I had to get a permission from Lithuanian Powerlifting Federation, allowing me to represent Australia. The president Antanas Jodauga was a real champion and gave me the permission to represent the country which adopted me. Next thing on the list was to get the IPF board committee to agree on that decision. Massive thanks to Gaston Parage, I had a chat with him in Finland, he is a really great guy. The future of International Powerlifting is in good hands.

Needless to say, it was quite stressful to get myself on the Australian Powerlifting team and I am sure that I annoyed the Australian Powerlifting Union Team Manger – Julie Henderson dearly. But I am happy with the end result.


Matt giving me training tips and pointing out my mistakesMatt “Trunk” Grimshaw inspiring me with stories on the 1990/91 Green Shield competition where he wreaked havoc on cricket grounds throughout Sydney

Now that I made the Australian team I had to reward this show of faith with a solid result. My preparation for this particular competition started around 3 months before my first lift in the championships.

It wasn’t easy, my training consisted of 3 days of benching and 2 days of shoulder/back exercises. This is really bench specific, and I will elaborate more in future articles. Great thing I work at a gym equipment distribution business, so I had access to all the newest equipment as well as the whole showroom just for myself.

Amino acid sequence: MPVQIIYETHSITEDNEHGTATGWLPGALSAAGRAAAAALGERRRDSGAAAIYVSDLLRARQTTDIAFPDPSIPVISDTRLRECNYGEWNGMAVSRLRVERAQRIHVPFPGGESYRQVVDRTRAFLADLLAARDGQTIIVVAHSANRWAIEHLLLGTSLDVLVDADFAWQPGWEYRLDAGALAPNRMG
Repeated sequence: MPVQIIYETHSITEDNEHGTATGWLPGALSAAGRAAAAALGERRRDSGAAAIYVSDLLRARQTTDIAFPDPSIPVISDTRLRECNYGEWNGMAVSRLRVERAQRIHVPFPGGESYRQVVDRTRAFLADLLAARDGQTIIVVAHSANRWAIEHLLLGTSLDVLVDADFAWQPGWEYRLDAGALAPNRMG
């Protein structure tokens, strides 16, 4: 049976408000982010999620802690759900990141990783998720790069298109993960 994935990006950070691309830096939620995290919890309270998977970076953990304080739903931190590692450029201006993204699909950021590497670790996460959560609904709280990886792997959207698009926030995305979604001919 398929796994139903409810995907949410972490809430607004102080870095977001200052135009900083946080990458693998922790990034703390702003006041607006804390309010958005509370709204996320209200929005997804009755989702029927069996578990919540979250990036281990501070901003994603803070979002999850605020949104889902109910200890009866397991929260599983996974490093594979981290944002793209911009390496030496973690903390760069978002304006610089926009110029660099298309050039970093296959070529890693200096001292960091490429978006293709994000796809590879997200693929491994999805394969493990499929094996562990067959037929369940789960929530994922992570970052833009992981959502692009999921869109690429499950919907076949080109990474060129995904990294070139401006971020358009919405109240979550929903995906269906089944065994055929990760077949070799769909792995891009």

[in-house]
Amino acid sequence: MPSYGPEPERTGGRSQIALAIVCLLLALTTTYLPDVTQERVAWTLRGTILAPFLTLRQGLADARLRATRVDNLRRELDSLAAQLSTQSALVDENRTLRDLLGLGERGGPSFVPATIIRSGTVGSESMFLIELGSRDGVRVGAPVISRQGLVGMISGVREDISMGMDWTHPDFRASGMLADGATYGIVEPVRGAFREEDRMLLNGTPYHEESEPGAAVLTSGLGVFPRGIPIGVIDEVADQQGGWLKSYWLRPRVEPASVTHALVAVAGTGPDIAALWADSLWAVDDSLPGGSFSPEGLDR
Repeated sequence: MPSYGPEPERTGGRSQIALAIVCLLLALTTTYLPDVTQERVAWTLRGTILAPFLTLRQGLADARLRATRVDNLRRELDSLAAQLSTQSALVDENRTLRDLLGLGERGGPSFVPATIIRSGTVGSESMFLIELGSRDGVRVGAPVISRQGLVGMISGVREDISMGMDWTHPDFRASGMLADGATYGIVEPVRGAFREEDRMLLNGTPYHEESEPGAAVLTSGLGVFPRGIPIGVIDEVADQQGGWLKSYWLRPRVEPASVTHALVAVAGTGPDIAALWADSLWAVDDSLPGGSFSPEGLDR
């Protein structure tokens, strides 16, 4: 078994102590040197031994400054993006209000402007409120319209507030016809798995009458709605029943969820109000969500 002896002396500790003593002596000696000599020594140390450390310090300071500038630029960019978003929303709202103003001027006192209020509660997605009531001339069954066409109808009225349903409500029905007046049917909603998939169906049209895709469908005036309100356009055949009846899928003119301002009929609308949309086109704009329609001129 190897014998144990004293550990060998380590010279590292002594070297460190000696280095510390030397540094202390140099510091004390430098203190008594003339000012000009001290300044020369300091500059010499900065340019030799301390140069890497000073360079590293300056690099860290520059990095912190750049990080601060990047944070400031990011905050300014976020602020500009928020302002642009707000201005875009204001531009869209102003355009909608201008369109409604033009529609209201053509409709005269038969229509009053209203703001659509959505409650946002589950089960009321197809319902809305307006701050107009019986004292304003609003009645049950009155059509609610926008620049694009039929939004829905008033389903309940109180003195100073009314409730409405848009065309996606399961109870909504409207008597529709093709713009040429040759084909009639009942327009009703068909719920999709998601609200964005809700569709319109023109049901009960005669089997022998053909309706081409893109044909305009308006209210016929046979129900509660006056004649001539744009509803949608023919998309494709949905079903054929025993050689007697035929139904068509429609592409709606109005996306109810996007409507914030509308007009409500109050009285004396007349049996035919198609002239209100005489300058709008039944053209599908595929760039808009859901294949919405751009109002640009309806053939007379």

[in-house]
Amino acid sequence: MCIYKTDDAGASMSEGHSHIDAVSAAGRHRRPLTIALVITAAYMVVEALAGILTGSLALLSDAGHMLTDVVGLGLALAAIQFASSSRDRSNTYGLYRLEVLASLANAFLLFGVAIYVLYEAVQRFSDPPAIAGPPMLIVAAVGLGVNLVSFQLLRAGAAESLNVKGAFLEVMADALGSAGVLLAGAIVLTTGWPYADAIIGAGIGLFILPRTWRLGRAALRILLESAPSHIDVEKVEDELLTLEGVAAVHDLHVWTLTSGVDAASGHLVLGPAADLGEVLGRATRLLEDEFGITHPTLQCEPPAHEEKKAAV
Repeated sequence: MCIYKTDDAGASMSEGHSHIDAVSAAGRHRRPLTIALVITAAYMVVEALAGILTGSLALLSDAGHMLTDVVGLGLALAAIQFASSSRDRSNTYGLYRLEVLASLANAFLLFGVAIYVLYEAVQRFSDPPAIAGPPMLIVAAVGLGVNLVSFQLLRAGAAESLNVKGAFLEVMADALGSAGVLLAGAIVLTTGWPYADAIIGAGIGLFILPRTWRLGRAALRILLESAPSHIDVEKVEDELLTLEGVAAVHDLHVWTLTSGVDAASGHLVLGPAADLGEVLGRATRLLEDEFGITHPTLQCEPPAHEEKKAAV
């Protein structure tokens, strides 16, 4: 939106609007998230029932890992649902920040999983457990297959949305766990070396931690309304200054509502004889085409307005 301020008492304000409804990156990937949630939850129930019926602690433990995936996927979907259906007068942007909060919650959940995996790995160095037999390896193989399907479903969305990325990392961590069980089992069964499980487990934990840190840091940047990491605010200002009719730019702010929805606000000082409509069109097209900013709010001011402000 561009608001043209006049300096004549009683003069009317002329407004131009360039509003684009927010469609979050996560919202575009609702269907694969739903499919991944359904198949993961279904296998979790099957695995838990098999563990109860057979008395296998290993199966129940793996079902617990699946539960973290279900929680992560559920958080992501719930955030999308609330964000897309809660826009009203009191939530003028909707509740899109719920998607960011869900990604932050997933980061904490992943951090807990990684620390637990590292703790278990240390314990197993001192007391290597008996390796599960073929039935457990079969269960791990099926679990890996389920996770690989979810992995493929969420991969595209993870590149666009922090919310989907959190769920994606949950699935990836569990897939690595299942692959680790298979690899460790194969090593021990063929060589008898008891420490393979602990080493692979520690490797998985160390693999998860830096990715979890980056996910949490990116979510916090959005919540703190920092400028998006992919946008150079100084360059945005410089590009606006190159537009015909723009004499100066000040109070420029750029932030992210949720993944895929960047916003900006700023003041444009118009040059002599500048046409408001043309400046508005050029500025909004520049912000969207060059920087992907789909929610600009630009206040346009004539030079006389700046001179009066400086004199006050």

The program was exhausting, but I started to see the light at the end of the tunnel when I got to heavier weights. It is hard to trust a program, since your performance will depend on it, but I calmed my nerves and stuck to the program which gave me a 12.5kg increase in bench press in a period of just 3 months.

I was sitting at around 91 kgs when I started training so I still had a bit of room to fill out. Great thing about powerlifting compared to bodybuilding is that you can eat even when the competition is drawing nearer. I was sitting at a friend’s party enjoying my chicken tacos and across the table was a bodybuilder preparing for a competition too.

It was great seeing him trying not to choke on his very bland looking kangaroo meatballs and rice. That is why I am a powerlifter and not a bodybuilder!!